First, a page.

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If you own property and don’t have the time to manage how those properties are taxed, chances are you’ll end up with tax penalties.
Arguably, the risks of tax penalties are higher for members of the diaspora, for example. Such cases are no exception in Rwanda, where members of the diaspora community find themselves facing tax penalties of which they have no knowledge as they are miles away from understanding the policies that affect their properties.
Iwacu Diaspora (IDN), a local company aspires to bring Rwandans closer to their remote properties.
Daniella Rusamaza, the founder of Diaspora Iwacu is a solution to the current problem.
It follows the properties of Rwandans living abroad, manages their properties and ensures that they have no tax illegalities.
Prior to starting the business, Rusamaza worked as a bank clerk, where she cared for clients from the diaspora whose properties were depreciating because they did not have an agent to take care of them.
According to Rusamaza, Iwacu Diaspora company ltd is a brainchild of an urgent need to bring people from the Diaspora closer to their properties.
“The idea of starting this business came while I was still a bank employee where I worked for six years with Rwandans in the diaspora who were looking for different services such as loans. Most of these people I met, however, highlighted the challenge of managing the properties they left at home, including houses, land and other personal services. And I was inspired to start a business,” says- she.
During her tenure as a bank clerk, Rusamaza learned that the majority of Rwandans who lived abroad were hampered by the inability to manage their properties at home, especially those who had rental houses, and sometimes she could hear them complaining about not getting paid on time. .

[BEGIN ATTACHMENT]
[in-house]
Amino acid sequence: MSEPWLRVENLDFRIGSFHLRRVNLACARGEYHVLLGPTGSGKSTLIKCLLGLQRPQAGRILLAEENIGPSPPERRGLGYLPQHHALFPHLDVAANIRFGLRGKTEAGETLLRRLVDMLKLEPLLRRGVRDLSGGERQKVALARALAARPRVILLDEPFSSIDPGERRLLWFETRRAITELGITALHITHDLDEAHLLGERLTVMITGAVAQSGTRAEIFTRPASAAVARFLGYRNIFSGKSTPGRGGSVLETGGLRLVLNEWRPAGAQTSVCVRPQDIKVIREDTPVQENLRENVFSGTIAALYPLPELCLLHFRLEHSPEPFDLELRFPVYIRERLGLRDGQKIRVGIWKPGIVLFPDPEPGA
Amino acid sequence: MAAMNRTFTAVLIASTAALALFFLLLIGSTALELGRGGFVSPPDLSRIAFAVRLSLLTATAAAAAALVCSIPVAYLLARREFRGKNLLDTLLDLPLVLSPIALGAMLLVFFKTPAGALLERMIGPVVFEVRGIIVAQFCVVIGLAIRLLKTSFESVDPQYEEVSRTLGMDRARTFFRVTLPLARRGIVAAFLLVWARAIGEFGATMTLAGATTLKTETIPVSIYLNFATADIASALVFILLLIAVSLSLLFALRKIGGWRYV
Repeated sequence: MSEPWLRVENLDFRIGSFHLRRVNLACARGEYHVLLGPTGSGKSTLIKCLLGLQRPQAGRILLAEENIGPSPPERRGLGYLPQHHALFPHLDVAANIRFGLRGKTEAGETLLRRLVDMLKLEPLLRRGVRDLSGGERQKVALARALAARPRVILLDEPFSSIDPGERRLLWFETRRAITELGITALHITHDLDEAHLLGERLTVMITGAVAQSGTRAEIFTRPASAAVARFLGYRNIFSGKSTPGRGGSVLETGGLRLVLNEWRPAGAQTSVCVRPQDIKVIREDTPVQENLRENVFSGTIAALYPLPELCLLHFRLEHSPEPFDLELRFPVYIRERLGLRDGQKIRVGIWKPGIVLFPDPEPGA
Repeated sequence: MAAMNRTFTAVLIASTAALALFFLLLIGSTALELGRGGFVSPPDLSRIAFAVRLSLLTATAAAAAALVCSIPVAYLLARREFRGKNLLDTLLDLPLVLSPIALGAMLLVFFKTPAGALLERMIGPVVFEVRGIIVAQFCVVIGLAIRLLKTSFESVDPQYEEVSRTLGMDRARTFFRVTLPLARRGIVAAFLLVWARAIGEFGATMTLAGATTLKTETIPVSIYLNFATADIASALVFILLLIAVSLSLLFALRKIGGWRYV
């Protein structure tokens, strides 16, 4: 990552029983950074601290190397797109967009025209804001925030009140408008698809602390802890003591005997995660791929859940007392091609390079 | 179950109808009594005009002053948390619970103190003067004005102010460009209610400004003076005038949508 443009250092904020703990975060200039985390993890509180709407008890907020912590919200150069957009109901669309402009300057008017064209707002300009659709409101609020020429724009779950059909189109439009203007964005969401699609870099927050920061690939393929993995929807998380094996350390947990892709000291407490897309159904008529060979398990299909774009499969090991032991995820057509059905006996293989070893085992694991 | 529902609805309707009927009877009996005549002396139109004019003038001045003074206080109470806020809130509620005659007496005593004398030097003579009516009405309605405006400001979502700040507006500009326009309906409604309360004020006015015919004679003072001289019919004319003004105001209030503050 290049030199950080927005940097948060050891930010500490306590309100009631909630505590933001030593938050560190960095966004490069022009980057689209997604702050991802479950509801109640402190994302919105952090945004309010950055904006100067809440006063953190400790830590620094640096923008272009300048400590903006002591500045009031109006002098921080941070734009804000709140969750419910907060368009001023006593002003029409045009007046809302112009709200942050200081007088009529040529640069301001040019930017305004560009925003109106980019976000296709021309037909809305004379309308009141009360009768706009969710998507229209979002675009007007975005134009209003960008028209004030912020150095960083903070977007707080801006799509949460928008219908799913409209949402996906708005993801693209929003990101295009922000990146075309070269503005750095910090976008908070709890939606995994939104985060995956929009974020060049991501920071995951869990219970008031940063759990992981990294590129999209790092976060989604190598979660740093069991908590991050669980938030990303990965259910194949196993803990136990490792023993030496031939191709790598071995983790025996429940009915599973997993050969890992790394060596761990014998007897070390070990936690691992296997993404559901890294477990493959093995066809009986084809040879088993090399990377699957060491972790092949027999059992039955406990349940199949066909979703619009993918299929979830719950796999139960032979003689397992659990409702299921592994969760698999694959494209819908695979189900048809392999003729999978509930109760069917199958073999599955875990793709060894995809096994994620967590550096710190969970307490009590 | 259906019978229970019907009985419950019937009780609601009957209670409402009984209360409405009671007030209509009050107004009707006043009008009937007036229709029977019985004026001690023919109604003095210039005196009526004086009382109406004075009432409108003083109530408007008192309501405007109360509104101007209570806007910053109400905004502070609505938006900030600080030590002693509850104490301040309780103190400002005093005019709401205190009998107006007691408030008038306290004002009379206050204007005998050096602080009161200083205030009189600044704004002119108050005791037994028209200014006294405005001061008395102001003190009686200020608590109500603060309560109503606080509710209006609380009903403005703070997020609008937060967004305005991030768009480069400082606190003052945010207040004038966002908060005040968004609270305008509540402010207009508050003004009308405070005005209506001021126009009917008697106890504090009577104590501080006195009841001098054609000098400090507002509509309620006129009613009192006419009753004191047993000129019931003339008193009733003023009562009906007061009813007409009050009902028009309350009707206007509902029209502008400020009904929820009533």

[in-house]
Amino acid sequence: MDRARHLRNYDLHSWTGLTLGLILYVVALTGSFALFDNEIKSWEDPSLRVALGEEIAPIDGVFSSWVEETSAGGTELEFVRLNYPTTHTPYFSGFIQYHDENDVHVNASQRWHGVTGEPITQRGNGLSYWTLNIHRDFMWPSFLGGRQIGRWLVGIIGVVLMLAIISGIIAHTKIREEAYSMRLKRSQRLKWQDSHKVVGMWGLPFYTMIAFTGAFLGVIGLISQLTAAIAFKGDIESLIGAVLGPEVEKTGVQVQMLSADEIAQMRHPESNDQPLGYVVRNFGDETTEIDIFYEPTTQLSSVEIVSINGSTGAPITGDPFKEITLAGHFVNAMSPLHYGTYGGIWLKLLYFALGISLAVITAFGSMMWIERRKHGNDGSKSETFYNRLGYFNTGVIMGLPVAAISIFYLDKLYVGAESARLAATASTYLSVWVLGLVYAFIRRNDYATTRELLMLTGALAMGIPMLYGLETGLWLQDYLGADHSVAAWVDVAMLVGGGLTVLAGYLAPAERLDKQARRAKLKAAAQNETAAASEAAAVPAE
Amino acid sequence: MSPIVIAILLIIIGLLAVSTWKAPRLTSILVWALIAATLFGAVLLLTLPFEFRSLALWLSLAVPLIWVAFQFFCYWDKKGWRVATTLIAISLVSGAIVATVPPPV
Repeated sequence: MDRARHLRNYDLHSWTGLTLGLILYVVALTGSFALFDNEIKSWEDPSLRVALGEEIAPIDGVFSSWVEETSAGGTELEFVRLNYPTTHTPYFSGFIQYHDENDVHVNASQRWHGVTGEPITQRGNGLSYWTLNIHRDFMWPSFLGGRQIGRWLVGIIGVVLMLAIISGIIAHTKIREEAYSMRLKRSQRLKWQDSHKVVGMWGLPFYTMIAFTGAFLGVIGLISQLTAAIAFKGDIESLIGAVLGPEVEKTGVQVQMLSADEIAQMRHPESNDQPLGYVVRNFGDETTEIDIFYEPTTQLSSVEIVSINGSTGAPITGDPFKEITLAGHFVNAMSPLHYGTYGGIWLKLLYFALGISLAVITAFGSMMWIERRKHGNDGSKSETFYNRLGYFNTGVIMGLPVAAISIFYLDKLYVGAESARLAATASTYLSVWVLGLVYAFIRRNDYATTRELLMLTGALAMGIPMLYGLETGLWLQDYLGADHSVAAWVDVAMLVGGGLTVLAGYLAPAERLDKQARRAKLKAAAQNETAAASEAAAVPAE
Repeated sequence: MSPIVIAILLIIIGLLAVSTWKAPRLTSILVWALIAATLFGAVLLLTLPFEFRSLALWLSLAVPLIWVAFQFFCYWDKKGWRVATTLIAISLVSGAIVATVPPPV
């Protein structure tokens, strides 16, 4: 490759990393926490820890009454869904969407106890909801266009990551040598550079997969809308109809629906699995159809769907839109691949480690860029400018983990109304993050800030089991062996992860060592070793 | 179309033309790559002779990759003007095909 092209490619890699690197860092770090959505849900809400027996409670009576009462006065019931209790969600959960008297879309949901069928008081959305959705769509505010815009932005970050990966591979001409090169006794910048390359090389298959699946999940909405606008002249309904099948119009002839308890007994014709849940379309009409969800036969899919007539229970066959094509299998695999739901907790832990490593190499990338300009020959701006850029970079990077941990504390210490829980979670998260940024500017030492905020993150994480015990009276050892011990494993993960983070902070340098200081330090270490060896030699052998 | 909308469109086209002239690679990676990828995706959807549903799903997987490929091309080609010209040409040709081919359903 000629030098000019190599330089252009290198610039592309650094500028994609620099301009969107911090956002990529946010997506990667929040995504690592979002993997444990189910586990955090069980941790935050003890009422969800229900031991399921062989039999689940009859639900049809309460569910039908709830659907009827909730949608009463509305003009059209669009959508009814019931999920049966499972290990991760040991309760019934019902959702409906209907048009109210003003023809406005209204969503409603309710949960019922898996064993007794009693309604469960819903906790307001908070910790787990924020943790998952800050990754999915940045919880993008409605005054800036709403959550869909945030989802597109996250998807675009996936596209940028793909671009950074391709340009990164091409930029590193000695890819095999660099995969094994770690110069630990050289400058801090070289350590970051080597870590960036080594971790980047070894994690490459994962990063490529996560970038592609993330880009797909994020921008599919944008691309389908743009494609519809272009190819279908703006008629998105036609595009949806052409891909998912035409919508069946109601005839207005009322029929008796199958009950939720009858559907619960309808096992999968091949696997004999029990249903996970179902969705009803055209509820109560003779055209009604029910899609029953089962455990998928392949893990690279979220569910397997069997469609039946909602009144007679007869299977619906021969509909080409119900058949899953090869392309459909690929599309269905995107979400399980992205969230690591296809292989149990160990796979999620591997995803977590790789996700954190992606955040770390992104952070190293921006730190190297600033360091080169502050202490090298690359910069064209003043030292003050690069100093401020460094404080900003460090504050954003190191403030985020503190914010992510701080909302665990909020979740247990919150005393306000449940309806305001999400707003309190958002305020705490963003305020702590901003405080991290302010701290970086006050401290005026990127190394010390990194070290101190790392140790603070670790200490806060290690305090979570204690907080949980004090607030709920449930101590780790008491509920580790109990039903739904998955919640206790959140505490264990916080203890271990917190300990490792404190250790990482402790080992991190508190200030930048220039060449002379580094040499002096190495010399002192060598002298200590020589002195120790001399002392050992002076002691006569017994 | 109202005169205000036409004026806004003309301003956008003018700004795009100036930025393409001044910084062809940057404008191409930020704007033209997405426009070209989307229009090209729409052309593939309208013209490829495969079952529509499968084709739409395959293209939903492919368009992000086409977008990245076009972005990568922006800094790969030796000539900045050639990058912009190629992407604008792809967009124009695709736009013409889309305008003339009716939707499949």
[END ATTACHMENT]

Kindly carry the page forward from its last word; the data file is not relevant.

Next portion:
In addition, she discovered that a number of Rwandans suffered losses as a result of tax penalties and that these discouraged their willingness to reinvest at home.
“Through these challenges, I was inspired to start my business that would provide a solution to the current problem.”
In order to achieve the company’s objective, for example, Iwacu Company Diaspora Network is currently assisting diaspora taxpayers to pay property taxes before they are caught with the Rwanda Revenue Authority deadline which should end on the 31st of this month.
Furthermore, Rusamaza warns that delaying tax filing attracts unnecessary fines which taxpayers can avoid before their time.
“We are now helping people from the diaspora who want to declare their property tax in Rwanda. We strongly urge people to register before the set time as penalties come with loss of land ownership rights and fines. »
“There are a number of people living abroad who have no information about paying taxes, some don’t have their local agents to help them re-register expired land titles. So we are here as a bridge to help them sort through all their tax payments by simply accessing their UPI numbers.
“Rwandans living abroad and those in the country should avoid late tax filings on time as this can attract fines and remittances and fines are always a burden,” she advises.